02 March 2010

Home is where you hang your cape

If a man's home is his castle, then a vampire's castle is his home. Hardly a vampire story passes into fiction without the description of a palace, mansion, or some grandiose house.

Who can forget Jonathan Harker's first sight of Castle Dracula?

"Suddenly, I became conscious of the fact that the driver was in the act of pulling up the horses in the courtyard of a vast ruined castle, from whose tall black windows came no ray of light, and whose broken battlements showed a jagged line against the moon-lit sky" (Stoker 13).

Gone is the time of the folkloric revenant, who passed daylight hours in a water-logged caves or crawled from the graveyard beds at first signs of night. Nowadays, even the vegetarian vampires have a veritable palace, albeit it's made largely of glass, which won't help at all to hide their sparkly skin in the noon-day sun. On the plus side, it's easy to see a mob of angry villagers with torches and processional crosses approaching.

But, before the Cullens decided to prettify vampire imagery, the residence of the vampire was depicted as large, dark, and well-secured. Anne Rice describes countless mansions, palaces, and island fortresses that serve as nighttime dwellings for her immortal characters. The castle may change according to the standard of the time, but her vampires often live well. At times, the image of the vampire is nearly inseparable from the spooky fortress that encloses him.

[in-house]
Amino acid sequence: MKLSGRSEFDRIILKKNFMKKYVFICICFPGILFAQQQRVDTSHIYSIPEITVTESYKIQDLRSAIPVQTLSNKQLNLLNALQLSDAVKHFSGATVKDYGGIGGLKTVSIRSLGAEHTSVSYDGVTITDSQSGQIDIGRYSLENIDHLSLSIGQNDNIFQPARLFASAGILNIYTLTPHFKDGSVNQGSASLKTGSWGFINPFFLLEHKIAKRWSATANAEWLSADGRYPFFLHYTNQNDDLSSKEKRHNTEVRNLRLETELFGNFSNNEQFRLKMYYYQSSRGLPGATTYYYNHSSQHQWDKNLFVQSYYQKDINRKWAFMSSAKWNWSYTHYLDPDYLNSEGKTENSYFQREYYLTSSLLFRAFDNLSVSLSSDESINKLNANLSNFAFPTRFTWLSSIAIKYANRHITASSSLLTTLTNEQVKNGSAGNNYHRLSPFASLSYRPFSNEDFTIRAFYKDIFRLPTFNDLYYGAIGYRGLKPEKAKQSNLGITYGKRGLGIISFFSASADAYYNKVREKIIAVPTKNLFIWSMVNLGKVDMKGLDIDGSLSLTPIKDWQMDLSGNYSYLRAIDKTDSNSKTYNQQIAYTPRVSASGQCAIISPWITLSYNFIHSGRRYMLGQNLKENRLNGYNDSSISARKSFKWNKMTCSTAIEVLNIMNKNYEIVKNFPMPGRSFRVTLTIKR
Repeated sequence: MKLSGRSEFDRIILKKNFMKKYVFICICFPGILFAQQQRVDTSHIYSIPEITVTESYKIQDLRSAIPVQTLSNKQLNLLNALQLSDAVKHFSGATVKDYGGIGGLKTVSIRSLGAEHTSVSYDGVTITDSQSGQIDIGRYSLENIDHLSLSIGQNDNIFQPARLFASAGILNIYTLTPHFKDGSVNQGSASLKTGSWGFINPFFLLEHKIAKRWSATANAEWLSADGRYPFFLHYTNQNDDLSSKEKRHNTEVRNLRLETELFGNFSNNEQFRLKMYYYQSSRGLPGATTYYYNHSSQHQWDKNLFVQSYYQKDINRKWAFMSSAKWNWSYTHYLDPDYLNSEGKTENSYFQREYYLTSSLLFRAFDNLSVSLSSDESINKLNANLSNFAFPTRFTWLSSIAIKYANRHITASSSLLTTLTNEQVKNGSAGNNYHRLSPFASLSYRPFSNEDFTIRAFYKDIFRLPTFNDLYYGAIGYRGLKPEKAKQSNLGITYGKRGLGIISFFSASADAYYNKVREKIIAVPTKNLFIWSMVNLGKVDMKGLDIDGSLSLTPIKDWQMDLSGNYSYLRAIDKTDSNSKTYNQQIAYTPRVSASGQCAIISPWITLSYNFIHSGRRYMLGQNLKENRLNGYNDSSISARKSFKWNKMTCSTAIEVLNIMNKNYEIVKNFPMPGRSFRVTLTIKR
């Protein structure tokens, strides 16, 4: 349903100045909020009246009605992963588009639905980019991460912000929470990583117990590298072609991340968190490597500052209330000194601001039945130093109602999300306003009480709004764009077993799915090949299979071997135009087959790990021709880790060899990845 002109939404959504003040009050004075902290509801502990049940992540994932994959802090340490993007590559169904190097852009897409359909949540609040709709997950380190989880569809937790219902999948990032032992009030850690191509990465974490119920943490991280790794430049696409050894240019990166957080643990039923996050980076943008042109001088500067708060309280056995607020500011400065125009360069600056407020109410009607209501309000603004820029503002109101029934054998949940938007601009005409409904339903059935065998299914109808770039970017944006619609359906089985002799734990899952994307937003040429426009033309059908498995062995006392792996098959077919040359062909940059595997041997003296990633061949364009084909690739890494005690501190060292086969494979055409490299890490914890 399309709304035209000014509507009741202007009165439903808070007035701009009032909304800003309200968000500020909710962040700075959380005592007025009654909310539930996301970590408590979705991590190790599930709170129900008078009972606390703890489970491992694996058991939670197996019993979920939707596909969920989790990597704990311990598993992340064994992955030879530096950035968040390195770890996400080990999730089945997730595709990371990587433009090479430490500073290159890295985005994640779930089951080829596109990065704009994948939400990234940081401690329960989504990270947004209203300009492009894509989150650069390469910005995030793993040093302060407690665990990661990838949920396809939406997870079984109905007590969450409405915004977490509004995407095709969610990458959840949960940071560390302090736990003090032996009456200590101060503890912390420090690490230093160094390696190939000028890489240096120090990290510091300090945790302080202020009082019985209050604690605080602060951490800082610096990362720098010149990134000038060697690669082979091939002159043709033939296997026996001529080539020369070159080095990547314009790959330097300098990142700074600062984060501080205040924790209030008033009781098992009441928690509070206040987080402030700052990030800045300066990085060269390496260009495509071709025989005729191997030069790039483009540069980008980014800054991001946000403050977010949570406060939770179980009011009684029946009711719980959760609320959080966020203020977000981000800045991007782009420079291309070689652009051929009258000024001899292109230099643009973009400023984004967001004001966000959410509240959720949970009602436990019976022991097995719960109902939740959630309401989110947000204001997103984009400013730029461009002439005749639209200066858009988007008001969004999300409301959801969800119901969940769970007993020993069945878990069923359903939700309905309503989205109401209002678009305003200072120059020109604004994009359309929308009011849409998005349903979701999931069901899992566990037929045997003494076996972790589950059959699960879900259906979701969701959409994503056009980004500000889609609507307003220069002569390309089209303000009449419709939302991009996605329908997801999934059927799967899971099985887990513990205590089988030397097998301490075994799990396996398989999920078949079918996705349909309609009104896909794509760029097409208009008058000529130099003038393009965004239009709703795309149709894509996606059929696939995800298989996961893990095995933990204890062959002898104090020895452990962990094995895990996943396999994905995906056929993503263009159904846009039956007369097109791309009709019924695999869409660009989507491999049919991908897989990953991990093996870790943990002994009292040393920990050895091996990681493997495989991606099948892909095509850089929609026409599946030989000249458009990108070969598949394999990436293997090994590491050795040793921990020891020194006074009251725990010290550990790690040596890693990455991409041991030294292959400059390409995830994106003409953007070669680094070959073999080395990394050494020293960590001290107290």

Even one of the oldest of vampire fictions, Varney the Vampire, touts a large manor as an important issue to the vampire. I'd like to be more specific with this example, but I am not able to wade through the bloated dialogue of that ridiculously long penny-dreadful looking for an acceptable quote to back my claim, at the moment. So, take my word for it, or read it yourself.

"Why is Ana so busy?" You may ask...and inevitably someone will.

I'd like to respond, "Writing little blog articles to explain the intricacies of vampiric existence is not the most entertaining or important use of my time", but I should refrain. So, I will tell you that relocation has rendered me too busy to re-read the melodramatic series in the hope of finding the source of the vampire castle. Yes, I have relocated, and that is precisely my point.

You see, castles are horribly impractical for the vampire. Limelight living is not something for which vampires aspire. Let's face it, ostentatious dwellings draw attention. I know. We've all met Sunday drivers who decide to pass their time gawking at and yearning for the homes of the rich as they drive two miles per hour through residential streets. Who wants this sort of attention? Frankly, I don't.

Anyway, once a vampire has hung around the neighborhood long enough, the locals will notice strange habits and feel snubbed by the repetitious refusal of dinner party invitations. All this doesn't even consider the expected life-cycle of a human. Moving away for half a century only to return, claiming to be the grandchild and namesake of the previous occupant, won't work. Why?--paperwork.

Boil it all down, and I'd prefer a cozy little crypt over a palace. But, since graveyards are full of decaying bodies, I'll settle for an inconspicuous little hovel with thick walls and a low security deposit--just in case I have to skip town in a hurry.

Oh, and obliging landlords with few questions certainly make things easier.


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